# Pirani gauge

Pirani probe with 64 mm vacuum flange

The Pirani gauge is a robust thermal conductivity gauge used for the measurement of the pressures in vacuum systems.[1] It was invented in 1906 by Marcello Pirani.[2]

## Structure

The Pirani gauge consists of a metal filament (usually platinum) suspended in a tube which is connected to the system whose vacuum is to be measured. Connection is usually made either by a ground glass joint or a flanged metal connector, sealed with an o-ring. The filament is connected to an electrical circuit from which, after calibration, a pressure reading may be taken.

## Mode of operation

Block diagram of Pirani gauge
Curves to convert air readings to other gases

A heated metal wire (also called a filament) suspended in a gas will lose heat to the gas as its molecules collide with the wire and remove heat. If the gas pressure is reduced the number of molecules present will fall proportionately and the wire will lose heat more slowly. Measuring the heat loss is an indirect indication of pressure.

The electrical resistance of a wire varies with its temperature, so the resistance indicates the temperature of wire. In many systems, the wire is maintained at a constant resistance R by controlling the current I through the wire. The resistance can be set using a bridge circuit. The power delivered to the wire is I2R, and the same power is transferred to the gas.[3] The current required to achieve this balance is therefore a measure of the vacuum.

The gauge may be used for pressures between 0.5 Torr to 10−4 Torr. The thermal conductivity and heat capacity of the gas may affect the readout from the meter, and therefore the apparatus may need calibrating before accurate readings are obtainable. For lower pressure measurement other instruments such as a Penning gauge are used.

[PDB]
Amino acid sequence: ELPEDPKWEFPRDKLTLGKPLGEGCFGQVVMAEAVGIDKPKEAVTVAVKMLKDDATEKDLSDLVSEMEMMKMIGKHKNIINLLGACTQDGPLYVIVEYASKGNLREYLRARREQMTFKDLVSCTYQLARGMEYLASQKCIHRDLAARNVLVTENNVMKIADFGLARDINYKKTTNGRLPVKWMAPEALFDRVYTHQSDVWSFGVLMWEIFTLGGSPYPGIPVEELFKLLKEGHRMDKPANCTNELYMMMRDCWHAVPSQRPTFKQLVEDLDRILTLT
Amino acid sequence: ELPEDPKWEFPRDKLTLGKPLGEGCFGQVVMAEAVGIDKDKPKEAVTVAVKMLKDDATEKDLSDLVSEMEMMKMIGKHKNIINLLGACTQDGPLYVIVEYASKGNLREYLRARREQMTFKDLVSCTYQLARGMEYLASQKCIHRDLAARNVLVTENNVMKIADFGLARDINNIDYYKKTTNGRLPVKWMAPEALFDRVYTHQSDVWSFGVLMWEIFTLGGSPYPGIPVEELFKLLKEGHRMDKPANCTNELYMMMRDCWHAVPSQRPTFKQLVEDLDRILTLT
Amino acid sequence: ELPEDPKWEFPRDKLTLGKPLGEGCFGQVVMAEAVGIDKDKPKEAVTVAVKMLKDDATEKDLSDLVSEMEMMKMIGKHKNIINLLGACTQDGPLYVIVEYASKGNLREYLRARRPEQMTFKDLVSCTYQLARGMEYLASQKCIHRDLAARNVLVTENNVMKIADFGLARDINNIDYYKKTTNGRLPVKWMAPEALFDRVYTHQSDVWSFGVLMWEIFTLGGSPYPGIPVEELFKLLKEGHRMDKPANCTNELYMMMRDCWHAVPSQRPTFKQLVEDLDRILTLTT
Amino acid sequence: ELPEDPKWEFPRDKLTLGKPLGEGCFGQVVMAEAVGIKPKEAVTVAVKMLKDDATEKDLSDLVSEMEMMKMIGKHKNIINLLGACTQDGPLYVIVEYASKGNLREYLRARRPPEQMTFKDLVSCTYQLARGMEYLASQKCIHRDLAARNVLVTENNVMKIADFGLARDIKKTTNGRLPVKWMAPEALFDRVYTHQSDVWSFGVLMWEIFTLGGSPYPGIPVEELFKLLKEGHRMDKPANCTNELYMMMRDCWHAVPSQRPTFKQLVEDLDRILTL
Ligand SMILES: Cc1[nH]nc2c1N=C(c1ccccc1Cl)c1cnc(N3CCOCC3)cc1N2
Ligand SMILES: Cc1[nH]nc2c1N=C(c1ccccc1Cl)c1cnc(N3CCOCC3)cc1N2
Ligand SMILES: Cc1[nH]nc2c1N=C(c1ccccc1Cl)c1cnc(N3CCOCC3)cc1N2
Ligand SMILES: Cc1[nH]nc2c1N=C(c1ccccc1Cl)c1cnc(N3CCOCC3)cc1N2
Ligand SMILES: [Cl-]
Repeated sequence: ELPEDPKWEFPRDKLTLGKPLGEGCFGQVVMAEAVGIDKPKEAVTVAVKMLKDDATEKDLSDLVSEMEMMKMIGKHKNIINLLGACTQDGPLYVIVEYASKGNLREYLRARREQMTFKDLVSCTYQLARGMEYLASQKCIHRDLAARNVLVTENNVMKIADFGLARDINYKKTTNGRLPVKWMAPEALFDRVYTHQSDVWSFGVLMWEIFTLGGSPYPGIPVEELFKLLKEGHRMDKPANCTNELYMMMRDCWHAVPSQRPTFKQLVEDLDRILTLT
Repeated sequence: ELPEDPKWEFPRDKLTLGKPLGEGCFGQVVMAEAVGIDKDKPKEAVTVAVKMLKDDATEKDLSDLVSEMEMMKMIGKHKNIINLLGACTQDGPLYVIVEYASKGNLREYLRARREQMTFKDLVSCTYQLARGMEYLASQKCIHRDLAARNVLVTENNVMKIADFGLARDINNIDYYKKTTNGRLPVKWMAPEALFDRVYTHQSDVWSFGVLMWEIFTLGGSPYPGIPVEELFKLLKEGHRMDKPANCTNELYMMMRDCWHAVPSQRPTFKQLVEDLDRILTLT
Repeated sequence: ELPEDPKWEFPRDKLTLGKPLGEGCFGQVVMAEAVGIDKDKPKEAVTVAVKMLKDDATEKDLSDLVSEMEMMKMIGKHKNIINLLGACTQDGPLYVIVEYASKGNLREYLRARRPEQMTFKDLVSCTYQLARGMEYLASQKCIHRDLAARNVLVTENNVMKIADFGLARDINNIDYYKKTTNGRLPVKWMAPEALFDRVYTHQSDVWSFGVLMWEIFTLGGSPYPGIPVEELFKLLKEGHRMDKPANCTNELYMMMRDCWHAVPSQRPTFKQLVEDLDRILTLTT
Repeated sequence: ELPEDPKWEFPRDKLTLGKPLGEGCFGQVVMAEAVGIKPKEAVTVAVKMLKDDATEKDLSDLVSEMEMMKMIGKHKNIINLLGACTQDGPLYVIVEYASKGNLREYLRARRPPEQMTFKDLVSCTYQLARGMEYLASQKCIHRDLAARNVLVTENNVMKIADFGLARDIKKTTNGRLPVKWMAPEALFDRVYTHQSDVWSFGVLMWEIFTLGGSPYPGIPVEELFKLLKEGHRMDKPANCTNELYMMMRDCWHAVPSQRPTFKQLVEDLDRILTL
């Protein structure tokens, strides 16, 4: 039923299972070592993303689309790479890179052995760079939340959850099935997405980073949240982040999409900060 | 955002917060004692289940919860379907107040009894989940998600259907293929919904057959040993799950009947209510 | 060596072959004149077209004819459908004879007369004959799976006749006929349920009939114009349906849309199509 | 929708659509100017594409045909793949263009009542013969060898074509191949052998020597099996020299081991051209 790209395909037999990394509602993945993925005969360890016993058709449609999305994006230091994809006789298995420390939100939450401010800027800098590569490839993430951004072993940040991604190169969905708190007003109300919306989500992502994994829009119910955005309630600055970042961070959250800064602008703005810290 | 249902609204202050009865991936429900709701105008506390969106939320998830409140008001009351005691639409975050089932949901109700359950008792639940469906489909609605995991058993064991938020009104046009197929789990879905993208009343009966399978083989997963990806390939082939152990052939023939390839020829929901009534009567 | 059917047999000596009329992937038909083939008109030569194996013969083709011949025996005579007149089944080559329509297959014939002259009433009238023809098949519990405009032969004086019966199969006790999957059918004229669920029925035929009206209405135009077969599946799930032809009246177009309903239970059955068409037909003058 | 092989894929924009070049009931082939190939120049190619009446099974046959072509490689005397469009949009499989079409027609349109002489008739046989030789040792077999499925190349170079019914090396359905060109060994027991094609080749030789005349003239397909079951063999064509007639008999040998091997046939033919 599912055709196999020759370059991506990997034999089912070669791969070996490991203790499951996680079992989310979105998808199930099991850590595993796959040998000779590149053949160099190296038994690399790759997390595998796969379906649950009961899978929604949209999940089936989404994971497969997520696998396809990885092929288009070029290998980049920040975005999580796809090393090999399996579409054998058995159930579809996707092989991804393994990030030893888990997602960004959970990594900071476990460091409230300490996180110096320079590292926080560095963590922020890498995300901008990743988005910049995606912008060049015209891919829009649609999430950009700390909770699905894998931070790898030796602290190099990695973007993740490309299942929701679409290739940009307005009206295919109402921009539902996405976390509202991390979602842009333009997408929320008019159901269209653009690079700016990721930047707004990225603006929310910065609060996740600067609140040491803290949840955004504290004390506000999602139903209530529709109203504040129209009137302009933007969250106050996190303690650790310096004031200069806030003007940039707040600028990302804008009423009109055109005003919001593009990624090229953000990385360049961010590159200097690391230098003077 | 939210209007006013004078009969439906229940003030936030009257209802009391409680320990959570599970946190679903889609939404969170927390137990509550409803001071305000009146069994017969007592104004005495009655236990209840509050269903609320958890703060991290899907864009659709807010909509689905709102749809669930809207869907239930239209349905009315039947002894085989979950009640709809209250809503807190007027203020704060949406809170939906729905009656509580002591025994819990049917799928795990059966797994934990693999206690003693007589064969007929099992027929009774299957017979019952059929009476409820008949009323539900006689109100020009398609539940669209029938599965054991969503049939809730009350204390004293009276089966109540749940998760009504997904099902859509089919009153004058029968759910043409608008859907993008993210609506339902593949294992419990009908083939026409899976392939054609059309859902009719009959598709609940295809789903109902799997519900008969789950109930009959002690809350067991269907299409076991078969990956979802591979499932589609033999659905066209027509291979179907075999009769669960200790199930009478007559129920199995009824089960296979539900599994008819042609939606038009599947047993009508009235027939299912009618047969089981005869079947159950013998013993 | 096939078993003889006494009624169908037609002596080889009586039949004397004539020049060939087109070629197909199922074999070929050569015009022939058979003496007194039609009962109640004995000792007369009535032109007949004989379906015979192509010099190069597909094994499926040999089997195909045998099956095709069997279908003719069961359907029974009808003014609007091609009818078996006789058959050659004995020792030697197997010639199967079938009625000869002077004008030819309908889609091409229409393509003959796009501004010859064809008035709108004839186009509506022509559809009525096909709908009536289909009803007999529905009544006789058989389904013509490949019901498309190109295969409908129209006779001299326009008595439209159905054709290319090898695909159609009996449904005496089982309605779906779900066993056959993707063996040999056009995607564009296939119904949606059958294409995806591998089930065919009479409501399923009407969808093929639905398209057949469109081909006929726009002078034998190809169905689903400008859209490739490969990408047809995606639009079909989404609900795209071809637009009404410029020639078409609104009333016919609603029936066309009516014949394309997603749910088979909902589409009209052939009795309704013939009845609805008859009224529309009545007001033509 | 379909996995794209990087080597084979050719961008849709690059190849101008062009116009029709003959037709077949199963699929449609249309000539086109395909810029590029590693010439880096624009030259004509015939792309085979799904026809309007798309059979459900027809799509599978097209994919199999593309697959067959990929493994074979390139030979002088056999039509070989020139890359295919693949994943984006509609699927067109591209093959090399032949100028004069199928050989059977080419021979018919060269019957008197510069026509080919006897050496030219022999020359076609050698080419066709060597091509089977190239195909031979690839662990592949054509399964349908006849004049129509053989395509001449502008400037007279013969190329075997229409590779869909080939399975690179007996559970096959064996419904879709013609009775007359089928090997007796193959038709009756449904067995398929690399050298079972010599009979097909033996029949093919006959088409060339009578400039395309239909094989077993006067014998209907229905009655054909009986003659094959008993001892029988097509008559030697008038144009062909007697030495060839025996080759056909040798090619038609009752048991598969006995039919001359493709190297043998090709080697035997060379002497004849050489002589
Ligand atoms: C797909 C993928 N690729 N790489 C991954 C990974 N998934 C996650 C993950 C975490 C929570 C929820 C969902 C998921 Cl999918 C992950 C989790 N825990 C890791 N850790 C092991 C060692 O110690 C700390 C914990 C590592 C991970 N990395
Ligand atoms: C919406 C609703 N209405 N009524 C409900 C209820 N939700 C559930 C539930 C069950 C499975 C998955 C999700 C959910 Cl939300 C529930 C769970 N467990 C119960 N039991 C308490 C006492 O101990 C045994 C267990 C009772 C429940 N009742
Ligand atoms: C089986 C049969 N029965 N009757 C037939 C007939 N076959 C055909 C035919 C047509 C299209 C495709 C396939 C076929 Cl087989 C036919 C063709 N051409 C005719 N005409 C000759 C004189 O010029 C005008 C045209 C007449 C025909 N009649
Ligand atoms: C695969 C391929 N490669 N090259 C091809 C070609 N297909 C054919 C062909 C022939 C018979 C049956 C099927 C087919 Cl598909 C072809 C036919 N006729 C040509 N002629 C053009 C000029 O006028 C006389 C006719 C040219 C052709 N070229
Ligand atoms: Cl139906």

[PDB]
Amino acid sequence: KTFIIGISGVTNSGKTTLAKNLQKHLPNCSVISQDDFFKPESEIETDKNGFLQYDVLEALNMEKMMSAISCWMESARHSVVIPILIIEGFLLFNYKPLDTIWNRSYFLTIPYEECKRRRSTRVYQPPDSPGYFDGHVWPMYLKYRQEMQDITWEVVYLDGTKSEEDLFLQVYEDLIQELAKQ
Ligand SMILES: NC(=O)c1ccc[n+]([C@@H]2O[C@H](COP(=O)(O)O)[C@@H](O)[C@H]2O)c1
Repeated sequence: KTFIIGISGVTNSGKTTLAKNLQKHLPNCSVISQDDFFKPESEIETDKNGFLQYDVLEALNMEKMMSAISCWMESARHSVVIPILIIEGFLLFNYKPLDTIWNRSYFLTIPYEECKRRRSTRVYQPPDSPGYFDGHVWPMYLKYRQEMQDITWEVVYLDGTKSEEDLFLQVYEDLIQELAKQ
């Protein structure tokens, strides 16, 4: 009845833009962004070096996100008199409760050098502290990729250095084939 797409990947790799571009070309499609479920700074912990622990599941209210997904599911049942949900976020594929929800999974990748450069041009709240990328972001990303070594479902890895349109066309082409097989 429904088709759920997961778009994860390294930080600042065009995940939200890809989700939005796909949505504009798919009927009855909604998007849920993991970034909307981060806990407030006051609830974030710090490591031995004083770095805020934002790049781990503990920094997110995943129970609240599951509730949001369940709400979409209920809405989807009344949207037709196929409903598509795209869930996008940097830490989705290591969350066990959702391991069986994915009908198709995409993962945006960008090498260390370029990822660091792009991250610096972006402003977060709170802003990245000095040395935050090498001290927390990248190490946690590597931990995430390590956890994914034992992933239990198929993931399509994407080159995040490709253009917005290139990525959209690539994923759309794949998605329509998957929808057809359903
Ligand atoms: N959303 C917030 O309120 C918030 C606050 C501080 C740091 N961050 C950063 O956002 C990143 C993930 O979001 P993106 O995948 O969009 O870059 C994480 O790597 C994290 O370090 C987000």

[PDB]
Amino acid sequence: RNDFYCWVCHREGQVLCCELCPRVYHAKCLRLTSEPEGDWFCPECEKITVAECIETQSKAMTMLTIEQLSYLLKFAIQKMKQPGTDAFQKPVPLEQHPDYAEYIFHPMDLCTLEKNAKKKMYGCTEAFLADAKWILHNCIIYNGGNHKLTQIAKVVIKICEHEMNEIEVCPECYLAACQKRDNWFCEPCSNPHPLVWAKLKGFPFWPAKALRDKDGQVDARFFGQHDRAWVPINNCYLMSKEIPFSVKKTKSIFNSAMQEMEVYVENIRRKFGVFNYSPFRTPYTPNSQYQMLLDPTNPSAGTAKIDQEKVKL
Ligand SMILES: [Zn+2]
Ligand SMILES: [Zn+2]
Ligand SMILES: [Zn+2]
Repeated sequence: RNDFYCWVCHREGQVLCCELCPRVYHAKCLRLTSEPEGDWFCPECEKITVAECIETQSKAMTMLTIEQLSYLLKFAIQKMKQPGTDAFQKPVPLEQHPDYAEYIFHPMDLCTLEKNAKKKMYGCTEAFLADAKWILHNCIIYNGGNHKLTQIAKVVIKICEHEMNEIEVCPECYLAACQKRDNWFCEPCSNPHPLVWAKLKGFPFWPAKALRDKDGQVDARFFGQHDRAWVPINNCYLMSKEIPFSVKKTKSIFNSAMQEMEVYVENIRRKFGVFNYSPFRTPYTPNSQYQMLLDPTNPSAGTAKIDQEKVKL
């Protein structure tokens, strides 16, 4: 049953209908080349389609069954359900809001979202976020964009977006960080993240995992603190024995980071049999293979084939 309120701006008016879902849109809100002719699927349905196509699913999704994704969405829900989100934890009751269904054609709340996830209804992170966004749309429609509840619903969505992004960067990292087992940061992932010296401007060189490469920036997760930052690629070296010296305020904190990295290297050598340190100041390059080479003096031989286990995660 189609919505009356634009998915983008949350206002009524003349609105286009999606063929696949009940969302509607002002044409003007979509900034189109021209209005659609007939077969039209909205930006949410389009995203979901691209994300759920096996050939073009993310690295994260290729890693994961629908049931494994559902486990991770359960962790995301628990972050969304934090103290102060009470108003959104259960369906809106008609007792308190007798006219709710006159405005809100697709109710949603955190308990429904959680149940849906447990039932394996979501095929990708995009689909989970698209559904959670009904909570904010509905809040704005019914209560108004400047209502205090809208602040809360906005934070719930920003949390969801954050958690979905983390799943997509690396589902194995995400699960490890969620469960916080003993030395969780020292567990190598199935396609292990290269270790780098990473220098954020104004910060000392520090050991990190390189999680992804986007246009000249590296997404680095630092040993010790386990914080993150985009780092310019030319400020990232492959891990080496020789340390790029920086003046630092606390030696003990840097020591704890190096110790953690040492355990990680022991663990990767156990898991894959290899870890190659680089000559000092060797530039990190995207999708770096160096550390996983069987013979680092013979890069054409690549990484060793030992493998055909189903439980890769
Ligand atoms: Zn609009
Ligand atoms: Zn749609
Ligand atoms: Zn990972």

## Pulsed Pirani gauge

A special form of the Pirani gauge is the pulsed Pirani vacuum gauge where the filament is not operated at a constant temperature, but is cyclically heated up to a certain temperature threshold by an increasing voltage ramp. When the threshold is reached, the heating voltage is switched off and the filament cools down again.

For adequately low pressure the following relation for supplied heating power and filament temperature T(t) applies:[4]

$P_{\text{el}} = C_1 \lambda_{\text{gaz}}(T(t) - T_a) + C_2\lambda_{\text{fil}}(T(t) - T_a) + A_{\text{fil}} \epsilon \sigma(T(t)^4 - T^4_a) + c_{\text{fil}}m_{\text{fil}} \frac{\mathrm{d}T}{\mathrm{d}t} ,$

where $c_{\text{fil}}$ is the heating capacity of the filament, $m_{\text{fil}}$ is the mass of the filament and $C_1$ and $C_2$ are constants.

• Significantly better resolution in the range above 100 Torr. [5]
• The power consumption is drastically reduced compared to continuously operated Pirani gauges.
• The gauge's thermal influence on the real measurement is lowered considerably due to the low temperature threshold of 80°C and the ramp heating in pulsed mode.
• The pulsed mode allows for efficient implementation of modern microprocessor technology.